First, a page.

in his hands; as just risen from table: MELLEFONT following him.

MEL. Ned, Ned, whither so fast? What, turned flincher! Why, you
wo' not leave us?

CARE. Where are the women? I'm weary of guzzling, and begin to
think them the better company.

MEL. Then thy reason staggers, and thou'rt almost drunk.

CARE. No, faith, but your fools grow noisy; and if a man must
endure the noise of words without sense, I think the women have more
musical voices, and become nonsense better.

MEL. Why, they are at the end of the gallery; retired to their tea
and scandal, according to their ancient custom, after dinner. But I
made a pretence to follow you, because I had something to say to you
in private, and I am not like to have many opportunities this

CARE. And here's this coxcomb most critically come to interrupt


[To them] BRISK.

BRISK. Boys, boys, lads, where are you? What, do you give ground?
Mortgage for a bottle, ha? Careless, this is your trick; you're
always spoiling company by leaving it.

CARE. And thou art always spoiling company by coming in o't.

BRISK. Pooh, ha, ha, ha, I know you envy me. Spite, proud spite,
by the gods! and burning envy. I'll be judged by Mellefont here,
who gives and takes raillery better than you or I. Pshaw, man, when
I say you spoil company by leaving it, I mean you leave nobody for
the company to laugh at. I think there I was with you. Ha,

MEL. O' my word, Brisk, that was a home thrust; you have silenced

BRISK. Oh, my dear Mellefont, let me perish if thou art not the
soul of conversation, the very essence of wit and spirit of wine.
The deuce take me if there were three good things said, or one
understood, since thy amputation from the body of our society. He,
I think that's pretty and metaphorical enough; i'gad I could not
have said it out of thy company. Careless, ha?

CARE. Hum, ay, what is't?

BRISK. O MON COEUR! What is't! Nay, gad, I'll punish you for want
of apprehension. The deuce take me if I tell you.

MEL. No, no, hang him, he has no taste. But, dear Brisk, excuse
me, I have a little business.

CARE. Prithee get thee gone; thou seest we are serious.

MEL. We'll come immediately, if you'll but go in and keep up good
humour and sense in the company. Prithee do, they'll fall asleep

BRISK. I'gad, so they will. Well, I will, I will; gad, you shall
command me from the Zenith to the Nadir. But the deuce take me if I
say a good thing till you come. But prithee, dear rogue, make
haste, prithee make haste, I shall burst else. And yonder your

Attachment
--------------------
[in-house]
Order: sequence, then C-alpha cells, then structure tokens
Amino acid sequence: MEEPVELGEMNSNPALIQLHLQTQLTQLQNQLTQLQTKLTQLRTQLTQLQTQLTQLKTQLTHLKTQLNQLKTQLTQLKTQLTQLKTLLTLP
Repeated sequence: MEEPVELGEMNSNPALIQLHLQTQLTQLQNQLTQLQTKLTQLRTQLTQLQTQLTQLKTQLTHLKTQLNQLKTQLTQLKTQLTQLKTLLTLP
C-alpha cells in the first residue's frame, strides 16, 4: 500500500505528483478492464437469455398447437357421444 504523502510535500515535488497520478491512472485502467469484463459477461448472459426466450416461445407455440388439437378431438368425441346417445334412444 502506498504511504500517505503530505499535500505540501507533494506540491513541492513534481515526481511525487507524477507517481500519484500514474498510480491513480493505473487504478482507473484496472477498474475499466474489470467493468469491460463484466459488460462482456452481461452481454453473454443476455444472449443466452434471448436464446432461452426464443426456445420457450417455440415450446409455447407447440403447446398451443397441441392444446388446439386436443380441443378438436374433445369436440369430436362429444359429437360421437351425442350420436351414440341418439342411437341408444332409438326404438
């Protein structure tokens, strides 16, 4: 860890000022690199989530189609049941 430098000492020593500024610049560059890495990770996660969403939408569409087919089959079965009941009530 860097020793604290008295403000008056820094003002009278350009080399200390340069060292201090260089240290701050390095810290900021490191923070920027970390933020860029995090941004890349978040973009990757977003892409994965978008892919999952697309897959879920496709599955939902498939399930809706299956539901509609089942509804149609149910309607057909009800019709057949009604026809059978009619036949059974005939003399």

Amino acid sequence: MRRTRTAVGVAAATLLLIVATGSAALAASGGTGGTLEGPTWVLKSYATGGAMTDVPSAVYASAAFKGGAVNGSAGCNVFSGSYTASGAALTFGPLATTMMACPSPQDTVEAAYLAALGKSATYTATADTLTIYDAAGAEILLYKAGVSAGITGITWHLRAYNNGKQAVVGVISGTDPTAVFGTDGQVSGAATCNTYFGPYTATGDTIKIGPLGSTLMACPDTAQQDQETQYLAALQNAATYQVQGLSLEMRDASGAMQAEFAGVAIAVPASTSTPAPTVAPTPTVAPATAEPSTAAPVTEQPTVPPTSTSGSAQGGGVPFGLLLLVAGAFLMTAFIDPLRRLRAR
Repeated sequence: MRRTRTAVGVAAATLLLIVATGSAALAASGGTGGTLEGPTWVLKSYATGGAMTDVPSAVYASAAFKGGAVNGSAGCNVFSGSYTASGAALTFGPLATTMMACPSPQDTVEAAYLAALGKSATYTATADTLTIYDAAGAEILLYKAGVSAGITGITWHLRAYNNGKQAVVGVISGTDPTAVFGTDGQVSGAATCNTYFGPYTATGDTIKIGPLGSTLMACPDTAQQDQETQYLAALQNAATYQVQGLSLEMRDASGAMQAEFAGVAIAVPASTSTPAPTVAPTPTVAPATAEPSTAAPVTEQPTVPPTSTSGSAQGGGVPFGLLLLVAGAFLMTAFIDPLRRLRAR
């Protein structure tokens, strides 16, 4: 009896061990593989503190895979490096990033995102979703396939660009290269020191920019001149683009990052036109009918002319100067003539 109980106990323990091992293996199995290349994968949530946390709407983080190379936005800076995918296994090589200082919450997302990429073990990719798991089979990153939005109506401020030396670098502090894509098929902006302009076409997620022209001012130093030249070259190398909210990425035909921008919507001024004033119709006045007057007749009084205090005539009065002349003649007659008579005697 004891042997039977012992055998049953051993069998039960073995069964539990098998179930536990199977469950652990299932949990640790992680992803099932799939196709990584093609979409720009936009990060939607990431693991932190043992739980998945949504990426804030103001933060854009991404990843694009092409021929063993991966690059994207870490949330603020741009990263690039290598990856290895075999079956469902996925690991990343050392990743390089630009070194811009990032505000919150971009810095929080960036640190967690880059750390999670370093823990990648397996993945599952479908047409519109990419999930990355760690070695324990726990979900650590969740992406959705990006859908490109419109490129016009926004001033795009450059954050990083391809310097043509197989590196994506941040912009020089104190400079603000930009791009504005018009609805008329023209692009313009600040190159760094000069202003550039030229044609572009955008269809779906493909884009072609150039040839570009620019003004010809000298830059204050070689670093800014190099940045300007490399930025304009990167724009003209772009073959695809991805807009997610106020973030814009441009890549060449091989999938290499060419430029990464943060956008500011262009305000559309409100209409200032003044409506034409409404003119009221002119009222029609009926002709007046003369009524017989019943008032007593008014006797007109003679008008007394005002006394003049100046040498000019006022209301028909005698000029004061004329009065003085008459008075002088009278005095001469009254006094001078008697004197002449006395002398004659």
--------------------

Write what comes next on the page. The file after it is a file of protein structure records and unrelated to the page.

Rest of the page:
uncle, my Lord Touchwood, swears he'll disinherit you, and Sir Paul
Plyant threatens to disclaim you for a son-in-law, and my Lord Froth
won't dance at your wedding to-morrow; nor, the deuce take me, I
won't write your Epithalamium--and see what a condition you're like
to be brought to.

MEL. Well, I'll speak but three words, and follow you.

BRISK. Enough, enough. Careless, bring your apprehension along
with you.



CARE. Pert coxcomb.

MEL. Faith, 'tis a good-natured coxcomb, and has very entertaining
follies. You must be more humane to him; at this juncture it will
do me service. I'll tell you, I would have mirth continued this day
at any rate; though patience purchase folly, and attention be paid
with noise, there are times when sense may be unseasonable as well
as truth. Prithee do thou wear none to-day, but allow Brisk to have
wit, that thou may'st seem a fool.

CARE. Why, how now, why this extravagant proposition?

MEL. Oh, I would have no room for serious design, for I am jealous
of a plot. I would have noise and impertinence keep my Lady
Touchwood's head from working: for hell is not more busy than her
brain, nor contains more devils than that imaginations.

CARE. I thought your fear of her had been over. Is not to-morrow
appointed for your marriage with Cynthia, and her father, Sir Paul
Plyant, come to settle the writings this day on purpose?

MEL. True; but you shall judge whether I have not reason to be
alarmed. None besides you and Maskwell are acquainted with the
secret of my Aunt Touchwood's violent passion for me. Since my
first refusal of her addresses she has endeavoured to do me all ill
offices with my uncle, yet has managed 'em with that subtilty, that
to him they have borne the face of kindness; while her malice, like
a dark lanthorn, only shone upon me where it was directed. Still,
it gave me less perplexity to prevent the success of her displeasure
than to avoid the importunities of her love, and of two evils I
thought myself favoured in her aversion. But whether urged by her
despair and the short prospect of time she saw to accomplish her
designs; whether the hopes of revenge, or of her love, terminated in
the view of this my marriage with Cynthia, I know not, but this